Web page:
Now the patriarch believing this, and knowing what God had promised he was also able to perform, wished to deposit the remains of his beloved Sarah in this land; thereby taking possession of it, until the time came, when the Lord would accomplish his purpose, and bring all his church into the absolute property by a deed of gift.

I pause here to remark, the very illustrious faith of Abraham, upon this occasion. The land of Canaan, the patriarch considered that it was typical of that better country, which hath foundations, "whose builder and maker is God." In his leaving Haran, for Canaan,

shadowed forth the patriarch, and his seed, leaving the world for Christ. And hence our Lord himself blessedly explained the figure by the substance; when saying to the Jews; "Your father Abraham rejoiced to see my day; and he saw it and was glad." (John viii. 5, 6.) He beheld the promised land as the sacred ground wherein in the after ages of the church, and in what is called the fulness of time, the Son of God would come and restore all things. He foresaw that here Christ would do away" sin by the sacrifice of himself." He beheld by the eye of faith, the Son of God in our nature, by his own death, abolishing" death, and bringing life and immortality to light by the gospel." Under the lively impression of these ideas, he desired to take possession of the land, by the burial of Sarah. He there deposited the body of Sarah, "in sure and certain hope of the resurrection at the last day." And hence when Abraham himself had finished his day and generation, he directed that his body should be carried to the same charnel-house to wait the Lord's coming. (Gen. xxv. 10.) Hence also when Isaac died his remains were lodged in the same. And hence when Jacob was dying, he charged his children to be sure to body thither. "Bury me (said he) with my fathers in the cave that is in the field of Ephron, the Hittite. There they buried Abraham and Sarah his wife. There they buried Isaac and Rebecca his wife. And there I buried Leah." (Gen. xlix. 29.) "And Joseph also when dying in Egypt, took an oath of the children of Israel, saying, God will surely visit you, and ye shall carry up my bones from hence." (Gen. 1. 25.) Observe the strong faith of the patriarch, "God will surely visit you," meaning, will give you Canaan. Let my bones be there; from thence at the last day, I shall arise in him, and his great salvation, who " is the resurrection and the life." So died all the patriarchs



in faith. And this explains the purport of Abraham's request of the sons of Heth. (Heb. xi. 13.)

I must not allow myself to enlarge on this subject, most interesting as it is. But I cannot dismiss it in this part of it, until that I have first called upon the reader to remark with me, the very different state of the children of Heth, in their descent to their sepulchres. Ignorant of any hope beyond the present life; as they lived, so they died, unconscious of salvation, and unconscious of the want of it; "without God and without Christ in the world.". And thus in all ages, from the fall to the present hour, the carnal and ungodly live and die in the vanity of their mind; and as the Scripture solemnly expresses it: "they follow the generation of their fathers, and never see light." (Psalm xlix. throughout.)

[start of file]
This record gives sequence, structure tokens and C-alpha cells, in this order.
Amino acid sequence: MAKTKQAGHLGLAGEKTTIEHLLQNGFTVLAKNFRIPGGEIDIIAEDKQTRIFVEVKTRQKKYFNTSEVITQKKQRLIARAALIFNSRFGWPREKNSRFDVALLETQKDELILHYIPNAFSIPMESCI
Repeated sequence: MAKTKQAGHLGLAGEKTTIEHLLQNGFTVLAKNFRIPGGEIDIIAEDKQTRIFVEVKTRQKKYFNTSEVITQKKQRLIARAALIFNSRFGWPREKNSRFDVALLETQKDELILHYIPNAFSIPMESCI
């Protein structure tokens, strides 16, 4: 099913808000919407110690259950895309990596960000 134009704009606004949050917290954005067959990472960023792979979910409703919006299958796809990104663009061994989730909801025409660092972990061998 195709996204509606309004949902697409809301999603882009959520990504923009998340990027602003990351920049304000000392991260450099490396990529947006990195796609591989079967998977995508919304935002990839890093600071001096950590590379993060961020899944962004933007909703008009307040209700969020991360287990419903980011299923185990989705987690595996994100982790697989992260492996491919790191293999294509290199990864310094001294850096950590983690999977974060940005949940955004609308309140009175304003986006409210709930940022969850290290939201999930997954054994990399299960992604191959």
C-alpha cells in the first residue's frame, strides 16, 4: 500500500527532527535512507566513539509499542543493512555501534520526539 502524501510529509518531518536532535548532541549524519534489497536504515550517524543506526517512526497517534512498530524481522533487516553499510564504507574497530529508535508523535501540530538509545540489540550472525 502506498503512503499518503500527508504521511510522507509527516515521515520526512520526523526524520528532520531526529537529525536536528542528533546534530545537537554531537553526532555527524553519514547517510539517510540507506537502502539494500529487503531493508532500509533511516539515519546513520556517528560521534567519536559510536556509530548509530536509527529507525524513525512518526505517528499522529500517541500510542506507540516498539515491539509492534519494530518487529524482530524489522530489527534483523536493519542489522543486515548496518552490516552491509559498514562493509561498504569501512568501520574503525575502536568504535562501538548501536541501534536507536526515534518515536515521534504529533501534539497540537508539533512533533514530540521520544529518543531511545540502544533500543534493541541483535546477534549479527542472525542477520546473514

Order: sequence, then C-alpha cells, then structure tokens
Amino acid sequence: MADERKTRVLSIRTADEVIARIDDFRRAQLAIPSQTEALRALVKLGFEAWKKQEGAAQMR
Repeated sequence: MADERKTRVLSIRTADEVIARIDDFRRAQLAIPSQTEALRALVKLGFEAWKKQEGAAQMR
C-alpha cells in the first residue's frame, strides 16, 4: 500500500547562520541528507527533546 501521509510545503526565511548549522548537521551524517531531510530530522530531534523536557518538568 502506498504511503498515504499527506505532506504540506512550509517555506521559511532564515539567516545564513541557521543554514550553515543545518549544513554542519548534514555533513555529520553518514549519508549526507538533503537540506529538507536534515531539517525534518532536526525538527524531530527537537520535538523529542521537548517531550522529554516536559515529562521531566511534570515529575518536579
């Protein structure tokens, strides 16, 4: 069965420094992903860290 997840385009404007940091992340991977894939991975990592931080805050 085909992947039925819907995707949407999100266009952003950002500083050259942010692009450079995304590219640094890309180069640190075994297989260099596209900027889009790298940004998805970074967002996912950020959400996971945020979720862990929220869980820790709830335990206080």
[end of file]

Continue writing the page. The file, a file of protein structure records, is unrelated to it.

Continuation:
True indeed, like the sons of Heth, many of this description excel in the courtesy of human life, and many also are found in the exercise of moral virtues. The Romans and Lacedemonians, are remarked in history on this account, for much good order in society. And as far as these things go in the transactions between man and man, they are all highly commendable. But they reach no farther; they have respect only to the life that now is, and not to that which is to come. The decisive and unalterable words of Christ admit of no appeal. There can be no entrance into the heavenly Canaan, but by regeneration. Except a man be born again," silenceth at once all other pretensions; and becomes alike the impassable gulph, both to the mere moral man, and to the profane. (John iii. 3. Luke xvi. 26.)


The Holy Ghost hath described the awful state of the death of the ungodly by his servant the prophet, in such lively characters as is impossible to read, but with the most awakened apprehension. "Son of man, (saith the Lord, by the prophet,) wail for the mul